's Minister rather than that of the Government
, but that this came perhaps from an excess of gratitude, because he thought he owed his appointment to Sumner
; and if he could be made to feel more pleasantly toward the Administration it might have an influence on his susceptible nature.
I recited some things he had said and done which I thought the President
would approve, and I urged him to write me a letter which I could show Motley
commending these acts.
at once complied with this suggestion.1
But when the dispatch arrived in Washington
reporting the interview with Lord Clarendon, the result that I had predicted to Moran
The President at first insisted on the immediate recall of the disobedient Minister.
was equally amazed and even indignant at the extraordinary action of the envoy, but he was less peremptory.
He persuaded the President
not to take the step of removing his most important diplomatic subordinate in the first months of his Administration; and showed him how the necessity might be avoided.
was informed that he had transcended his instructions and that the further negotiation of the subject would be conducted in the United States
and not at London
He was also directed to notify the British Government
that the views he had presented
were disapproved by his superiors.
This, it was supposed, would induce the Minister
to resign, but he swallowed his humble pie and made the declaration required to Lord Clarendon.
He could not, however, bring himself to utter the words in person, and therefore wrote them, which saved him a part of his mortification, but left the record in the archives of the Foreign Office of England
I was inexpressibly pained at this situation, for I was fond of Motley
, as every one was who was thrown much with him. I knew how his proud spirit must have been stung, and I thought I knew how I could have saved him some of his suffering; but he did not offer me his confidence, and I could not intrude.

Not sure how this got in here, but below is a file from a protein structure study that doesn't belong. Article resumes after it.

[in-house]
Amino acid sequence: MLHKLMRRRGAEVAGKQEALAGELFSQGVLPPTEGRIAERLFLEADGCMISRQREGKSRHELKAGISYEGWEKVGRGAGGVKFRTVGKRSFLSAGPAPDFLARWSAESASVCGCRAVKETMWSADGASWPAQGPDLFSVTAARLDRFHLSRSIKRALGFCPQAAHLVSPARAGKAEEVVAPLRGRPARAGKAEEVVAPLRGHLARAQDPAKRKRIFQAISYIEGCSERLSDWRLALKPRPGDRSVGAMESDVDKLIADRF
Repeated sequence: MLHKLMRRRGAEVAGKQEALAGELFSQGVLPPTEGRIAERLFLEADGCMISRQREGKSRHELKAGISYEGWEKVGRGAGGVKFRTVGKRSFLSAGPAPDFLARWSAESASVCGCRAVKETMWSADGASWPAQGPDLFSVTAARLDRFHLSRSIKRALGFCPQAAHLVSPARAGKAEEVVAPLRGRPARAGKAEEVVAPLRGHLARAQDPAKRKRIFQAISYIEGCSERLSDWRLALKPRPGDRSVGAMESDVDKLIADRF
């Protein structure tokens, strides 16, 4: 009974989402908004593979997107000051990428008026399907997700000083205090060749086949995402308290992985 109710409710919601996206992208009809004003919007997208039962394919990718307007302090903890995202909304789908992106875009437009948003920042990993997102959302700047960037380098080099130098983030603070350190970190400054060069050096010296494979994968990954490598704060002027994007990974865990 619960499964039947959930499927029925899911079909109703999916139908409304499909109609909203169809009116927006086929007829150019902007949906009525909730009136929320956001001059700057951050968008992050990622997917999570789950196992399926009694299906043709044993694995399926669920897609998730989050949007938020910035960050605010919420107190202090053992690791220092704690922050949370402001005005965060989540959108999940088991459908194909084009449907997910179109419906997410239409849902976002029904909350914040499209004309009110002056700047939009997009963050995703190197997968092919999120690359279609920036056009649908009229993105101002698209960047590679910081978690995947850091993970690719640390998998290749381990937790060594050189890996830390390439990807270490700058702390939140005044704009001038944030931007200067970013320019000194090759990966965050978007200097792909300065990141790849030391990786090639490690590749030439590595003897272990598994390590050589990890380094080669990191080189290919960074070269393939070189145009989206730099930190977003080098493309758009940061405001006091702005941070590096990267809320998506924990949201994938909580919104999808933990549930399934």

About this time, only four months after my arrival in England
, General Rawlins
He had in his possession a number of important papers relating to General Grant
which only he or I could arrange, as we were the only two who had made the matters to which they referred our study.
It was very desirable that these papers should not fall into other hands, and I telegraphed at once to the President
that unless he forbade I should return to America
This was in accordance with his permission to me when I left.
I received no refusal and made ready to start, writing, however, to the President
in advance, and requesting him to explain to the Secretary of State
the reasons for my return, and relieve me from the appearance of disrespect in not applying to him for my leave.
When I found I was to return I talked again with Moran
about our chief.
I was anxious to do the Minister
a service, and thought if I could carry a submissive message to Washington
I might save him further humiliation, and perhaps the loss of his place.
Finally I determined to say something as delicately as possible to the ladies of his family.
I told them that from my knowledge of General Grant
I was sure he must be displeased, and that I believed it all-important for Mr. Motley
to change his course; but that I did not
venture to approach him on the subject, which he had never broached to me. They at once begged me to speak to him frankly, assuring me that he would not be offended.
I did so, and he took my interposition in the best possible spirit, admitting at once that he might have erred at the start, but declaring his intention now to carry out the wishes of the Government
even if they were contrary to his own. He urged me to make this fully known to the President
and to Mr. Fish
, and to inform him of the result; and thanked me cordially for my interposition.
When I returned to America
I found the Head
of the Government
extremely displeased, and my messages did not have the full effect desired; the explanations were insufficient.
I therefore wrote to Mr. Motley
and advised him to send me a letter which I might show to the President
and Mr. Fish
, repeating in the strongest words he could use the verbal messages he had sent through me. This he did promptly, and thanked me for the suggestion.
I read this letter to the President
and the Secretary of State
, and they seemed to feel that there was now some probability that their instructions would be obeyed; but they determined to risk nothing, and the further discussion of the points at issue was not resumed in London
Even this was not sufficient, high strung as Motley
was, to induce him to resign; for he was fond of the accessories of etiquette and precedence attached to his place.
Yet he was in small things as well as great utterly lacking in the diplomatic character.
Lord Houghton once said of him that he was a historian, not a diplomatist; he was used to meting out praise and blame to Governments and could not understand that he was to take orders from them.